The Wilderness Center to Offer Virtual Dark Sky Conservation Conference

Artificial light at night has revolutionized the way we live and work outdoors, but it has come at a steep price.

Artificial lights are now overpowering the darkness; our cities and surrounding urban and industrial developments glow at night. When used indiscriminately, outdoor lighting can disrupt wildlife, impact human health, waste money, and energy, contribute to climate change, and block our view of the universe. The Wilderness Center is hosting the (virtual) Dark Sky Conservation Conference on Saturday, November 14th to address these issues.

Artificial light at night is having negative and deadly effects on many creatures including birds, mammals, amphibians, and insects. Research is showing that insect populations around the world are declining and that artificial light at night is an important and often overlooked contributor to this decline.  Every year the light from brightly lit buildings and towers leads to the death of millions of birds by collision with these buildings.

“Migrating birds depend on seasonal cues to begin their migration,” says TWC Senior Naturalist Carrie Elvey. “Artificial lights can cause them to migrate too early or too late causing them to miss ideal climate conditions for nesting, foraging, and other behaviors.”

In addition to harming our wildlife, it is estimated that at least 30 percent of all outdoor lighting in the U.S is wasted, mostly by lights that aren’t shielded. This waste adds up to $3.3 billion and the release of 21 million tons of carbon dioxide per year.

“Today, millions of people have never seen the Milky Way,” says TWC Astronomy Education Specialist Robin Gill. “The night sky is our heritage. It has inspired science, religion, philosophy, art, and literature. Experiencing the night sky provides perspective and inspiration and leads us to reflect on our humanity and our place in the universe.”

Speakers from the International Dark-Sky Association and The Wilderness Center will come together on November 14 to address the issues of light pollution, its impacts, and – most importantly – what you can do in your home to make a difference. With lots of concrete advice about choosing proper lights and using them wisely, this conference kicks off The Wilderness Center’s efforts to help our communities be part of the solution, one light at a time. To learn more about the conference and register, visit

Dark Sky Conservation Conference Itinerary
10:30 am

Jeanne Gural, Executive Director | The Wilderness Center

10:45 am
The International Dark-Sky Association: What We Do and International Dark Sky Places Program Accreditation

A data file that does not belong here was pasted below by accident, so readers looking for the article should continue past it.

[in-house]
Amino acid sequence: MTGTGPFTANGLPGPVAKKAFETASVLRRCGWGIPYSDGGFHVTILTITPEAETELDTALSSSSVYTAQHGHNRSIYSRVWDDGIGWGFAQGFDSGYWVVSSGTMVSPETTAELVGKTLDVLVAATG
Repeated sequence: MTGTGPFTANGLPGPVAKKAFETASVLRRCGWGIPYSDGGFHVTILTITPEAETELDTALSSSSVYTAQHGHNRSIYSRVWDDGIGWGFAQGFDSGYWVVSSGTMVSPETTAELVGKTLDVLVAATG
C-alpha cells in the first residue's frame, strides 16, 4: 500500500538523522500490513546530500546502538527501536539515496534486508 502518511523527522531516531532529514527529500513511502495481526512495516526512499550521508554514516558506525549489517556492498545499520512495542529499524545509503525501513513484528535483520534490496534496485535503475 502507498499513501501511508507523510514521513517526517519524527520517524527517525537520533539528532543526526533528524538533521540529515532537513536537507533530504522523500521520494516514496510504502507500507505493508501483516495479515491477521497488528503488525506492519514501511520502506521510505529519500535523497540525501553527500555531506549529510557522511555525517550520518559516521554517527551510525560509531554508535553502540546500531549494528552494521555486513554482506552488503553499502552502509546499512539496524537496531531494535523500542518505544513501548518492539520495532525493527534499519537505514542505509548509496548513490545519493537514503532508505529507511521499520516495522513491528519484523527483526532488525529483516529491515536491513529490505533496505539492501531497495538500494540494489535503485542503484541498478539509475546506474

Adam Dalton, International Dark Sky Places Program Manger | IDA (International Dark Sky Association)
Just what is light pollution? What kind of affect does it have on the surrounding environment, and what can we do about it? Adam will address these questions and give us information on the IDA’s Dark Sky Friendly Home Lighting Program and Dark Sky Places Program.

12:30 pm
Saving the Night Sky

Terry Mann, Ohio Chapter President | IDA
Terry will discuss current projects, issues and initiatives being tackled by the Ohio Chapter of the IDA.

1:15 pm
Understanding Dark Sky Friendly Lighting Design and Applications

Pete Strasser, Technical Director | IDA
You’ll be ready to get started in your own backyard after Pete gets down to the nitty-gritty and shows us how to conduct a home outdoor lighting inventory! He will discuss the five principles of responsible outdoor lighting and share examples of dark sky friendly (and not-so-friendly) lighting options for your home.

2:15 pm
Dark Matters: Why Nature Needs the Night Life

Carrie Elvey, Community Engagement Coordinator & Senior Naturalist | The Wilderness Center
It has been well documented that light pollution has detrimental effects on both plants and wildlife. Carrie will share the various ways in which migration, phenology, and behavior are impacted and examine several case studies on mitigating these effects.

2:45 pm
Dark Sky Conservation with The Wilderness Center

Robin Gill, Astronomy Education Specialist & Dark Sky Conservation Project Lead | The Wilderness Center
Robin will share information on TWC’s  exciting new Dark Sky Conservation project, and how we can work together to make a difference in our night sky.

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